Most people think of smartphone apps and software companies when they hear the terms “venture capital” (VC) and “startups,” but in the past several years there has been a significant increase in the number of investments that VC firms have been making in green business.
Most people think of smartphone apps and software companies when they hear the terms "venture capital" (VC) and "startups," but in the past several years there has been a significant increase in the number of investments that VC firms have been making in green business. The reason is fairly simple: eco-friendly companies are attracting more customers, which means there's significant potential for profit by gaining equity in such firms.
A recent piece in the Washington Post highlights New Atlantic Ventures, a VC company that has put millions of dollars into green startups with inventive new ideas for bringing environmentally friendly products to customers. The article examines their involvement with Bambeco, a furniture manufacturer that uses sustainable materials for their pieces.
Thanasis Delistathis, co-founder of New Atlantic, tells the Post that he invested in Bambeco because their management team had previous experience in e-commerce, and because personal experience told him that there was significant demand for green consumer products. He shared an experience in which a friend who was shopping for outdoor furniture wouldn't even consider items that weren't made using environmentally responsible processes and components.
VC investment in green businesses is certainly a positive development for consumer goods, as these companies are typically more tolerant of risk and taking chances on new ideas. Particularly in this age of tight credit markets, it is harder for entrepreneurs to take out loans to start their own businesses, and companies like Bambeco required extensive capital in order to get off the ground.
For more news and information about green businesses and environmentally friendly careers, keep visiting LifeIsGreen.com.
We often write about the newest electric vehicles and hybrid cars that are revolutionizing the automobile industry, and how these products make going green easier and more fun.
We often write about the newest electric vehicles and hybrid cars that are revolutionizing the automobile industry, and how these products make going green easier and more fun. But for many, due to financial situations, investing in a new car – especially one that could cost upwards of $40,000 – simply isn't an option.
But for readers who still want to be environmentally conscious, the good news is that there are vehicle maintenance habits and practices that are both greener than conventional methods, and will also save you money in the long run:
- Don't change the oil every 3,000 miles. Lots of mechanics will tell you that your car needs to come in for an oil change and lube every 3,000 miles, but the fact is that this is antiquated advice. According to AutoMedia.com, most owners can get away with every 5,000 miles, and if they use synthetic oils, every 7,000 miles. This will ensure that you're using less oil, and will save you money on maintenance costs.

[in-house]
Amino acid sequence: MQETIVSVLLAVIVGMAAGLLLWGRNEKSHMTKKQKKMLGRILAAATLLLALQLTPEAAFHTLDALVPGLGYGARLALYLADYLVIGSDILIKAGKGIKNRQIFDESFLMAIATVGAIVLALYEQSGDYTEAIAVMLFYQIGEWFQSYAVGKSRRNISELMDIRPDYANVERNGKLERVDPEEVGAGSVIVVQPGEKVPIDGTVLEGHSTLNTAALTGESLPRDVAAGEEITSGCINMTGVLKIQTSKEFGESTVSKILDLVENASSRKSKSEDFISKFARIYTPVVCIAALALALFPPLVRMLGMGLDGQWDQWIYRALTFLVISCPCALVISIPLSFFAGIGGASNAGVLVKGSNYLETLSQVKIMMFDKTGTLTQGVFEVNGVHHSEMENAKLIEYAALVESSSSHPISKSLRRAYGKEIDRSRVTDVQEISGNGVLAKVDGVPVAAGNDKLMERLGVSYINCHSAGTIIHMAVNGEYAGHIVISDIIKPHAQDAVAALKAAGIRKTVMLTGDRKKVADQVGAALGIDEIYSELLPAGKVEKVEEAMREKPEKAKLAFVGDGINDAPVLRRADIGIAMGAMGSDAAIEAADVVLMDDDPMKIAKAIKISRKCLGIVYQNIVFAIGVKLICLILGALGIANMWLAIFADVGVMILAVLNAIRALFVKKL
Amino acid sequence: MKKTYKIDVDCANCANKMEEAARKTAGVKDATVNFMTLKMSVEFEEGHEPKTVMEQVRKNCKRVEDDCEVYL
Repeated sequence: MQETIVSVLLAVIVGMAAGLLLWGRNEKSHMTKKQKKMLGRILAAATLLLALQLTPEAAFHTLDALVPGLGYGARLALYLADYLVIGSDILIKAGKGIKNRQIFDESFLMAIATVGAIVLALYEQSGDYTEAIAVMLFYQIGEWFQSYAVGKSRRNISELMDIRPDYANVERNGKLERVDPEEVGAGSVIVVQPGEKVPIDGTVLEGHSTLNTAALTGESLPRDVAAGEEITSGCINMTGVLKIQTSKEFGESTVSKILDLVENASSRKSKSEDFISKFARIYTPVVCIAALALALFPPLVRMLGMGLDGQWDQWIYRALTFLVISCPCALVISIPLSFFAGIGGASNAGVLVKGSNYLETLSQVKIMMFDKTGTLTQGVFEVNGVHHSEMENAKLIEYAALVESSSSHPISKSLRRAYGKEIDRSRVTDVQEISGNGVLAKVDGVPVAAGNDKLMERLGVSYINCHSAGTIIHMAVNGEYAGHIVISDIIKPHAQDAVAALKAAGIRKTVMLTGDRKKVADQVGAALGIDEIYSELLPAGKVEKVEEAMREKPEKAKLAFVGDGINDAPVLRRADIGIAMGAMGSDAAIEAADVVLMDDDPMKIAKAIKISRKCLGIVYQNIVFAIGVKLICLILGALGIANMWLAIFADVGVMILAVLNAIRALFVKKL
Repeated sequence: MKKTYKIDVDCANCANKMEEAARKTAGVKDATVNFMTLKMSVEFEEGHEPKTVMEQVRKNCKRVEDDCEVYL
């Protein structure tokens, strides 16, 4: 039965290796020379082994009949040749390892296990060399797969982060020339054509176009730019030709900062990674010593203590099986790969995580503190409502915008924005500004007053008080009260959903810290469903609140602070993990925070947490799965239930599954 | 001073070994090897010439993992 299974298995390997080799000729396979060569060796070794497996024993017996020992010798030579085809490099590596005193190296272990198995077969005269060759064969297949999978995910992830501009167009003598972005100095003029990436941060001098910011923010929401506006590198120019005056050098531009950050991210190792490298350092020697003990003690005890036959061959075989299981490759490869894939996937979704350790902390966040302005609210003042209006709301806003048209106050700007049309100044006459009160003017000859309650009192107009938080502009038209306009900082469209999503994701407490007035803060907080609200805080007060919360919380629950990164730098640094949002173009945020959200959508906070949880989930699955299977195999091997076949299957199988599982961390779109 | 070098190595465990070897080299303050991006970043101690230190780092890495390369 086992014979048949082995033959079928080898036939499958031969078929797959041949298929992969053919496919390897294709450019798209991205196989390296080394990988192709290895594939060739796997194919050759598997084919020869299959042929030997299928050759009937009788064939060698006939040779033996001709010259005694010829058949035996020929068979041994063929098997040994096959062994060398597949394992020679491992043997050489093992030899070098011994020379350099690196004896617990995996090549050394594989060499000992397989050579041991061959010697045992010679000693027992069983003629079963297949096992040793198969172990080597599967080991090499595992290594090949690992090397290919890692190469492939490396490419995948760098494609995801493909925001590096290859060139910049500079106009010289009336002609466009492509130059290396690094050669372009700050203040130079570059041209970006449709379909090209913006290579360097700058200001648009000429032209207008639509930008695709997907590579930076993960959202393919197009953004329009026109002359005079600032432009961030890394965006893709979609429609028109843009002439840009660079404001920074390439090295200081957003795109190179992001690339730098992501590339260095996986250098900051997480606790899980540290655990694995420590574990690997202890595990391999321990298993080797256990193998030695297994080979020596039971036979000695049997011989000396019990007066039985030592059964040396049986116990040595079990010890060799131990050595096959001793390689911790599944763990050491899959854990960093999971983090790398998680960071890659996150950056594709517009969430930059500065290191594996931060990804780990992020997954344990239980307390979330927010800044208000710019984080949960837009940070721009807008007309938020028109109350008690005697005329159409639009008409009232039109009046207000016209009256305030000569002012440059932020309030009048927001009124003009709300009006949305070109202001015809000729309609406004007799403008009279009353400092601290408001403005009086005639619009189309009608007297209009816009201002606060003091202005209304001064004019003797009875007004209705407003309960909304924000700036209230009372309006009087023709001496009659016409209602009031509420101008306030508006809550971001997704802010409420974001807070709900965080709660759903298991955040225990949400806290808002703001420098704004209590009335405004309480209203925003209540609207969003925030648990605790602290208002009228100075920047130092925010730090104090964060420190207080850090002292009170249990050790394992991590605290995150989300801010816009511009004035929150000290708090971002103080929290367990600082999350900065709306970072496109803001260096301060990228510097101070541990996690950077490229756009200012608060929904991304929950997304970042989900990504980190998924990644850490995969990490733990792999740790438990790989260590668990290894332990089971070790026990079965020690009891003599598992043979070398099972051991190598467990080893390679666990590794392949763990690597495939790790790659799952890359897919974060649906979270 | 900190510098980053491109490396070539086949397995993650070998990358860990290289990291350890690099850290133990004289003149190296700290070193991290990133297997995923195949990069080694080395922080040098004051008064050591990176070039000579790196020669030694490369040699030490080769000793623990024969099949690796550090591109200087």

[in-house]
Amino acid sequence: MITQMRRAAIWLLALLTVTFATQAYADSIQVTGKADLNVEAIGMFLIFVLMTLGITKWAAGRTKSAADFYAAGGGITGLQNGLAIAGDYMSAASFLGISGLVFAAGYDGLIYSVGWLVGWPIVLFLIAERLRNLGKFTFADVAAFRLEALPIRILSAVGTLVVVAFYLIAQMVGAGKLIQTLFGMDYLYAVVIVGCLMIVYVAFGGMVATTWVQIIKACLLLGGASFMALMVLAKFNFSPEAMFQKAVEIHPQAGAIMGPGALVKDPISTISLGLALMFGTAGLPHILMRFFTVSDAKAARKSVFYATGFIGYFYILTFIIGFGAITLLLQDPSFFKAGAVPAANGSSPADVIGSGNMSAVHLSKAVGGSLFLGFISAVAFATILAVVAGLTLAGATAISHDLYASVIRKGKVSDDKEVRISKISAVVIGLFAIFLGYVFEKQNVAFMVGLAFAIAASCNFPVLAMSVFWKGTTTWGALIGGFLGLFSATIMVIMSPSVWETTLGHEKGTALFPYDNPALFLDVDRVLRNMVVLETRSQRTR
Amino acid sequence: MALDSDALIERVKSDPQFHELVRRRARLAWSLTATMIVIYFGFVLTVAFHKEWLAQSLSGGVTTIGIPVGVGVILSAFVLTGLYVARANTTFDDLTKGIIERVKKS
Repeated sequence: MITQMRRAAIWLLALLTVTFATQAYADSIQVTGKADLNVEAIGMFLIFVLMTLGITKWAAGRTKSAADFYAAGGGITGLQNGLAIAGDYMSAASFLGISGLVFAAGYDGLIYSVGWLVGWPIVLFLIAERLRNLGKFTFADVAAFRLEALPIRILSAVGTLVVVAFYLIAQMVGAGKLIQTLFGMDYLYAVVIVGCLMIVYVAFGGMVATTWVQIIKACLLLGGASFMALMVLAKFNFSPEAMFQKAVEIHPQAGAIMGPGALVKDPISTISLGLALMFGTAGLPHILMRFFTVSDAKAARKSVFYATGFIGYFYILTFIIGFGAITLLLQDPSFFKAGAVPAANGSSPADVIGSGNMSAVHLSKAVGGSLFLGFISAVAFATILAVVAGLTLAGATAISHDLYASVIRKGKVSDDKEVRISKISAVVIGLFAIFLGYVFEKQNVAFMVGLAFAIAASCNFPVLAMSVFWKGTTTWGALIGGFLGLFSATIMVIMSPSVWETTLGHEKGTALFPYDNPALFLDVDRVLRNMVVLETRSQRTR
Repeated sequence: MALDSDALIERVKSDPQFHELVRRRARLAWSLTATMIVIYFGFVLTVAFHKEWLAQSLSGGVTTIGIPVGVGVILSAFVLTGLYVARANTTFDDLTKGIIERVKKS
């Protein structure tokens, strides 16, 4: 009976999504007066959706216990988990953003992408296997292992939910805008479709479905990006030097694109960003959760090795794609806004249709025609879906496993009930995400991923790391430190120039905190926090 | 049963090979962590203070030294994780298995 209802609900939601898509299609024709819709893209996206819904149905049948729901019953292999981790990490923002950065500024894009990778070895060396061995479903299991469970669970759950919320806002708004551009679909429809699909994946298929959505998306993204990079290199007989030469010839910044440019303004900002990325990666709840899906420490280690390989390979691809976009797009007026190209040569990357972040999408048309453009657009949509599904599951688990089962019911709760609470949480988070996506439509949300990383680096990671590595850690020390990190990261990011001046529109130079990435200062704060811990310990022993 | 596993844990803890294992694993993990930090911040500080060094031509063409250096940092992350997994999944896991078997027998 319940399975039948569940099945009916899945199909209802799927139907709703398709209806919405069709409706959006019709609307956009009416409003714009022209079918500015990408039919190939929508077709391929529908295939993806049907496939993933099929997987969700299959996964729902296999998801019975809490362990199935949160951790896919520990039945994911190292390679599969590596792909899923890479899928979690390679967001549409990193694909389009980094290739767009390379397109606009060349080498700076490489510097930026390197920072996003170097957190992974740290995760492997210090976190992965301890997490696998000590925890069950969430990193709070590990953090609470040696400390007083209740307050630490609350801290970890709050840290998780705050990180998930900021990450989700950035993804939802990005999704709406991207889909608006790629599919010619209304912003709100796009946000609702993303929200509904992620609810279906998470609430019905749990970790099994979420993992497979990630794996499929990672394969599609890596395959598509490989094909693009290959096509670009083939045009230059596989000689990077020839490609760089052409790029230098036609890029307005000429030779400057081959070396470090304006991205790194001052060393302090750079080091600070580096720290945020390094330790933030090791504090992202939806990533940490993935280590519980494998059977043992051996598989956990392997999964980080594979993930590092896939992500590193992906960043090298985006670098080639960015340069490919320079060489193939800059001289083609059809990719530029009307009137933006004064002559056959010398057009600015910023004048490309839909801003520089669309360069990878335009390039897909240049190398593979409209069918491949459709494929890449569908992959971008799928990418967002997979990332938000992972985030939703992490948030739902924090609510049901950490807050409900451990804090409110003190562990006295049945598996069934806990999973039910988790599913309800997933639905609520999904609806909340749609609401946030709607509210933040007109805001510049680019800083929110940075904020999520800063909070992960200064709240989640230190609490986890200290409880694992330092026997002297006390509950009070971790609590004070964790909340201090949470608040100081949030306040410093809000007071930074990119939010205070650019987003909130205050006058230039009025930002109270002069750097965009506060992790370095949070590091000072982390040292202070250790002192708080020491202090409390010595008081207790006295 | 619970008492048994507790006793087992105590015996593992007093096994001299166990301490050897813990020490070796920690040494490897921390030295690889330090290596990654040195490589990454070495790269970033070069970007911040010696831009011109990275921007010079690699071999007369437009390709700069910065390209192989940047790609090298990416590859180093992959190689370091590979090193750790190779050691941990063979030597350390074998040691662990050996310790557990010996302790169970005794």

- Keep tires properly inflated. If you've ever ridden a bike with a flat tire, you know how much more work it takes to pedal forward. It's no different with cars: If your tires are under-inflated, you'll see a decrease in gas mileage.
- Regularly replace air filters. When your car isn't getting enough air, the engine will create a "rich mixture", meaning more gasoline will go into the cylinders, thereby increasing the amount of carbon dioxide coming out of the exhaust pipe.
Make sure to keep checking back with LifeIsGreen.com for more information on green living practices.
A new report from the World Wildlife Fund (WWF), the global nonprofit advocacy organization, has made a significant proposal: run the entire planet's infrastructure on solar energy.
A new report from the World Wildlife Fund (WWF), the global nonprofit advocacy organization, has made a significant proposal: run the entire planet’s infrastructure on solar energy.
According to the study, which was formally published as part of the World Future Energy Summit held last week in Abu Dhabi, the economic roadblocks that would complicate such a plan are insignificant compared to the obvious payoffs. Only a fraction of 1 percent of the Earth’s surface would need to be installed with photovolatic (PV) solar panels to generate 100 percent of the forecasted demand for electricity by the year 2050.
The WWF report was conducted thanks to the combined efforts of a number of green-focused groups, including panel manufacturer First Solar and youth advocacy association Fresh Generation. The collaboration focused on developing economies as a good place to start the initiative, and envisioned large-scale solar projects popping up in Indonesia, Southeast Asia and Africa.
Speaking about the project, WWF officials lauded the publication as a big step forward toward a worldwide comprehensive effort to replace climate-threatening fossil fuel plants with eco-friendly solar arrays.
“As climate change increasingly threatens people and the natural world, it is more important than ever to work for the rapid and wide-scale adoption of well sited, responsibly operated renewable energy power facilities. Environmental protection and renewable energy can and are developing in parallel,” Samantha Smith, leader of the WWF’s Global Climate & Energy Initiative, said in a press release.
With the U.S. government doubling down on its efforts to support the domestic solar power industry and weekly announcements of new facilities, it’s quite possible that the next decades could see a big influx of renewable energy in American communities. Stay with the LifeIsGreen.com blog for more updates about these and other important developments.